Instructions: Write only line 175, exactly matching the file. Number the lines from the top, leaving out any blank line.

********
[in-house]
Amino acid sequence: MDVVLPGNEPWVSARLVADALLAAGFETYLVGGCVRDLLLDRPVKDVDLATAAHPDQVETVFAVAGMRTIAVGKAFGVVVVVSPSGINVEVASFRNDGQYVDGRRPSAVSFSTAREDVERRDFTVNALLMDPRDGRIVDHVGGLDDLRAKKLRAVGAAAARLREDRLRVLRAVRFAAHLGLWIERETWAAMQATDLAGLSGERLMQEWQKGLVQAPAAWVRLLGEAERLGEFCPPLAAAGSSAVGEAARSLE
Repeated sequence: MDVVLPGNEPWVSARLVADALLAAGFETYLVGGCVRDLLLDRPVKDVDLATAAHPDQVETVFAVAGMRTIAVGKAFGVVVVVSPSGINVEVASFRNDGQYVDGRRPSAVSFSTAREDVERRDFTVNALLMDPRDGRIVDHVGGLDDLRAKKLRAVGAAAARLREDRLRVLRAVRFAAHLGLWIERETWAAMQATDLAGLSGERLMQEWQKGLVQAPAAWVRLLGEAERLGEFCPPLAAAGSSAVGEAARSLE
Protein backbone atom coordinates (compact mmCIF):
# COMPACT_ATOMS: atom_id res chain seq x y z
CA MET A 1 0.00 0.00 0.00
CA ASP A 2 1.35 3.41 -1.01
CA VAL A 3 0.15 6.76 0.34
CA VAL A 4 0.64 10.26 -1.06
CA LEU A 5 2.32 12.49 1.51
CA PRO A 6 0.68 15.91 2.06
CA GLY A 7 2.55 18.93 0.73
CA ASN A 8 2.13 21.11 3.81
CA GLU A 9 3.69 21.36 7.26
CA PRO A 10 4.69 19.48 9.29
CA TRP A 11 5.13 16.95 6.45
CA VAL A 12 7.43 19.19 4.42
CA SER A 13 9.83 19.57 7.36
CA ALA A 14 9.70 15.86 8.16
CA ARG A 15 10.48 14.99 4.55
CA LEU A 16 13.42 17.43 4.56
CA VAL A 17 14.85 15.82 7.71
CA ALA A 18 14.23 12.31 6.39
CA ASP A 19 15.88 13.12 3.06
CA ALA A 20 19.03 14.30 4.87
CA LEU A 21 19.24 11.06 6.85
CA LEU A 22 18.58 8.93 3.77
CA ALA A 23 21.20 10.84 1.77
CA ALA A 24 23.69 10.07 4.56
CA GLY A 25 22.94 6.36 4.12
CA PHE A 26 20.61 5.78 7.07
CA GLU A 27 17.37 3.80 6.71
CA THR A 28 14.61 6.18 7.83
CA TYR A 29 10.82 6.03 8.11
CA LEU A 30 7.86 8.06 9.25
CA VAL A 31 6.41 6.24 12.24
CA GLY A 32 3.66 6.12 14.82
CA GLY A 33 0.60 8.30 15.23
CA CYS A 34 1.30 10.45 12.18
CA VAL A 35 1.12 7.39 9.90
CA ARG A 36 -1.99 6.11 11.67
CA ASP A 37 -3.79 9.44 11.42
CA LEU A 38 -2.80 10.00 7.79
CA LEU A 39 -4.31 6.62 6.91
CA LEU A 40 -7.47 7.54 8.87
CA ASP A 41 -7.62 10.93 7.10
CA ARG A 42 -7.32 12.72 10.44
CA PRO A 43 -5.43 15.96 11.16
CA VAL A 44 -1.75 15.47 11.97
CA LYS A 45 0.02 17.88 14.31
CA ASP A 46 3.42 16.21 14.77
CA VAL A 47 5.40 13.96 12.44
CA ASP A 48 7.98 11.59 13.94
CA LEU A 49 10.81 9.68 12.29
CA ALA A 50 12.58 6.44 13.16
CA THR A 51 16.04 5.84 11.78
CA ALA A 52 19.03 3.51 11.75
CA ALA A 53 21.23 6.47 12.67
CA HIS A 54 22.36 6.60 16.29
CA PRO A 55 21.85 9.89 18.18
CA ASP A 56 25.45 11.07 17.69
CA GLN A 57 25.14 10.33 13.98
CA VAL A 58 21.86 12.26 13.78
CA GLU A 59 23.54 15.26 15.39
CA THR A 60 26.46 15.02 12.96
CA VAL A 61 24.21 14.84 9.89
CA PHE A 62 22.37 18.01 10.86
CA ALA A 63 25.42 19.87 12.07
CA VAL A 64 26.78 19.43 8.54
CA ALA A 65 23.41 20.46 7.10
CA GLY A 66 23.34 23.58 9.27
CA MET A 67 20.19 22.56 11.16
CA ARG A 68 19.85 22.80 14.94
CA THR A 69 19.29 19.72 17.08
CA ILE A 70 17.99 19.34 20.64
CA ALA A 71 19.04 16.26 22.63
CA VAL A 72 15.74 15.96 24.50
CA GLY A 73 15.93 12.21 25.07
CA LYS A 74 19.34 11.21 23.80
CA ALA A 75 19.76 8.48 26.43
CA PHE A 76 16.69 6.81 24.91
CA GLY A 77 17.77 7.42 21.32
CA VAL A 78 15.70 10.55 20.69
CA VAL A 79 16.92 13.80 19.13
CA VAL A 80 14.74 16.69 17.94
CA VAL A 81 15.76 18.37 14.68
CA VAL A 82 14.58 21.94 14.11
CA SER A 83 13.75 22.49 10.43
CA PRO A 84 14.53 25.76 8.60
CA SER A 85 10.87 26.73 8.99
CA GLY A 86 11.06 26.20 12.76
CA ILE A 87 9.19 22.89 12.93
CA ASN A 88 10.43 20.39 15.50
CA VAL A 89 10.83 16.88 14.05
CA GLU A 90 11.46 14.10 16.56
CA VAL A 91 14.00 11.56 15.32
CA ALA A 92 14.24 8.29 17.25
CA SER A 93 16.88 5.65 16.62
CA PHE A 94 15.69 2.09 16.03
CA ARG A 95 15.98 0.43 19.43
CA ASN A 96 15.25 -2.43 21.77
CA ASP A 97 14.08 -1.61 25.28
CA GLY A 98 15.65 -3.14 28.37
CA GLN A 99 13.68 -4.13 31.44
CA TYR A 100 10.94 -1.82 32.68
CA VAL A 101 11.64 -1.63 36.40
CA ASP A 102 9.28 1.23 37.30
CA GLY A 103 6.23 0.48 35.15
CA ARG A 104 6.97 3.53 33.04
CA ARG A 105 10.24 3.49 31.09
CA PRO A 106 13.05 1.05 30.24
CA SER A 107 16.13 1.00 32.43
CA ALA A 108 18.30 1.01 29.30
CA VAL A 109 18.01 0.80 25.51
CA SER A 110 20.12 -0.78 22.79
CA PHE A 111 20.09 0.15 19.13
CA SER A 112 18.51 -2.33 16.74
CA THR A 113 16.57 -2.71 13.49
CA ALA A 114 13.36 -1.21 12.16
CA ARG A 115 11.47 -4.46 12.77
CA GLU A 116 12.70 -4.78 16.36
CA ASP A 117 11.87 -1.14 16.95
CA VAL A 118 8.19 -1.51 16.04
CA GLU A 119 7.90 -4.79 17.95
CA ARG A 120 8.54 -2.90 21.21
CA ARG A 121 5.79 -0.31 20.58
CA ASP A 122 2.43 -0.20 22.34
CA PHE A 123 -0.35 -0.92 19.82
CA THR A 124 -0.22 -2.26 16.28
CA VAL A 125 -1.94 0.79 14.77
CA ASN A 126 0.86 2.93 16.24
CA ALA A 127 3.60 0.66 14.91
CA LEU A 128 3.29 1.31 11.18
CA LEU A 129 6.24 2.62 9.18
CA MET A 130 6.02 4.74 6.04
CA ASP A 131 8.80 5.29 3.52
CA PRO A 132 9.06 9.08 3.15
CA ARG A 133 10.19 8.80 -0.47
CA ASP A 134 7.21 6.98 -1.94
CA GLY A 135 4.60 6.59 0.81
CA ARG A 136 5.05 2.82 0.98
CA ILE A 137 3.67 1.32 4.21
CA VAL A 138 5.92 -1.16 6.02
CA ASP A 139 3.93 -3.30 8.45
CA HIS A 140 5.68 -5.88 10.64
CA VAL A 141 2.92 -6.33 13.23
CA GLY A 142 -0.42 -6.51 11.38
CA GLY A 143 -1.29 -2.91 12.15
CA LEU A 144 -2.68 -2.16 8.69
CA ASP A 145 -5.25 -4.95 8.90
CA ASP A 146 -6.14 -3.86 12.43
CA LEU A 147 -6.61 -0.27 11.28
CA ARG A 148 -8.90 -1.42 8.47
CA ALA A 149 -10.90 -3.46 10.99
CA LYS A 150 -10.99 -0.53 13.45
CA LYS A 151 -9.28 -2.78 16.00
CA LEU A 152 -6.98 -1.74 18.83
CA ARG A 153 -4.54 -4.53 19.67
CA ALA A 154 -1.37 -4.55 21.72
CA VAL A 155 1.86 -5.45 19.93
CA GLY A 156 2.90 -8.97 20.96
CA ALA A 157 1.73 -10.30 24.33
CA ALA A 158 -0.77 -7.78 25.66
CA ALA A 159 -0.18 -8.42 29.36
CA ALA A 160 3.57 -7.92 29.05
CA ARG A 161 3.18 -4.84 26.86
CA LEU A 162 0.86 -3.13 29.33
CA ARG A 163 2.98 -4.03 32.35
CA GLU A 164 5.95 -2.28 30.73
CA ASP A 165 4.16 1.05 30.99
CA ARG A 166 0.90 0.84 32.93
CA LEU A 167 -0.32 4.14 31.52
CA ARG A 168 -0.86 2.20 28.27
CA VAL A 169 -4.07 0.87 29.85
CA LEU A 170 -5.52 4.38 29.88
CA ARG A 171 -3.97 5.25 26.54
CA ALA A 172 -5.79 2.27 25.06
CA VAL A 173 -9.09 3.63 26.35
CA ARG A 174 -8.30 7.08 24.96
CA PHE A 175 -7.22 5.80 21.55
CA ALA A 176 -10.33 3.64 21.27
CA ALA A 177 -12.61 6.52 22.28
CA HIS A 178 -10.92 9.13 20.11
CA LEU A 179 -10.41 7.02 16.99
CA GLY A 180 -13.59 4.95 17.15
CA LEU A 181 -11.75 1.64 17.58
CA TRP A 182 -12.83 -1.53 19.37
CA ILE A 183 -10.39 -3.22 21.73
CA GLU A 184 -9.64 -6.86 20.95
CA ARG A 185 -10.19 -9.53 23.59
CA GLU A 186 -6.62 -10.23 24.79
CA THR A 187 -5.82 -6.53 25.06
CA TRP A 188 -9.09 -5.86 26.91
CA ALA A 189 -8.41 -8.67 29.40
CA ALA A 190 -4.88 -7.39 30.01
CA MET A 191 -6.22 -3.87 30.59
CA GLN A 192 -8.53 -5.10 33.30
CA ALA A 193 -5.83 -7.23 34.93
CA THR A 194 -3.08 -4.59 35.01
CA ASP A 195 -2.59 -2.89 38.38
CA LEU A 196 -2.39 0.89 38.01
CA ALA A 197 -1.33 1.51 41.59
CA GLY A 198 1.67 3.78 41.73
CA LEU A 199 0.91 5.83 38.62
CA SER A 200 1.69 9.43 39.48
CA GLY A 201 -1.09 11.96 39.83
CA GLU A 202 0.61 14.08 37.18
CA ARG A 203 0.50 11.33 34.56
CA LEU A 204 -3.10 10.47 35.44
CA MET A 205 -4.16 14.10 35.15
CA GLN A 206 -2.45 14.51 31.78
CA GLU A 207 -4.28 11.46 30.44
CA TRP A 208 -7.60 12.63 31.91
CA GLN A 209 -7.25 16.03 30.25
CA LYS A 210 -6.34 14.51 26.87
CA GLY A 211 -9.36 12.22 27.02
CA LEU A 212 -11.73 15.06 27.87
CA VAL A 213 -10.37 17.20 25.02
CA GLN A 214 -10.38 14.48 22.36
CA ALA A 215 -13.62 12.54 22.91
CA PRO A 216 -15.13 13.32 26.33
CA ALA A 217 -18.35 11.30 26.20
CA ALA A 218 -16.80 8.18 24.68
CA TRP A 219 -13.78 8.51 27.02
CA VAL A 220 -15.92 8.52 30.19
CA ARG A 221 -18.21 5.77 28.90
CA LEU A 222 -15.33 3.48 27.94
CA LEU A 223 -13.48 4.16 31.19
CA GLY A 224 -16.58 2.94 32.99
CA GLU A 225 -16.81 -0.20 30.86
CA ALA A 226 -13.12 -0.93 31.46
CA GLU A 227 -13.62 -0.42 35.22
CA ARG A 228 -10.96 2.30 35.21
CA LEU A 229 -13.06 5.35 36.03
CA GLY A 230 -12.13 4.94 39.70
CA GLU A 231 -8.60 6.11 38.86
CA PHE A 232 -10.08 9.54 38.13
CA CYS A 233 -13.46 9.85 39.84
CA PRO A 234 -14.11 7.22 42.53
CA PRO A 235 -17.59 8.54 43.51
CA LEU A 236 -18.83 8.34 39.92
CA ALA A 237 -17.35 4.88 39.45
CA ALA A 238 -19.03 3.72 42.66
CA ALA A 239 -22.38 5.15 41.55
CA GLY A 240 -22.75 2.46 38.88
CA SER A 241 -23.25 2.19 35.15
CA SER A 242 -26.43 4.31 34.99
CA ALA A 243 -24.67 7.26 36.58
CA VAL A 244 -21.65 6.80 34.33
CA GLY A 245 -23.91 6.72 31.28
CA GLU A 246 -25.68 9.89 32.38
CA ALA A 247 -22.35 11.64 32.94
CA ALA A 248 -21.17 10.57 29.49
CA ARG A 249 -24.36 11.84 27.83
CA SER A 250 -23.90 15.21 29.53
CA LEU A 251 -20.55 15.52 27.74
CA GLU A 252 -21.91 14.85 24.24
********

CA LEU A 170 -5.52 4.38 29.88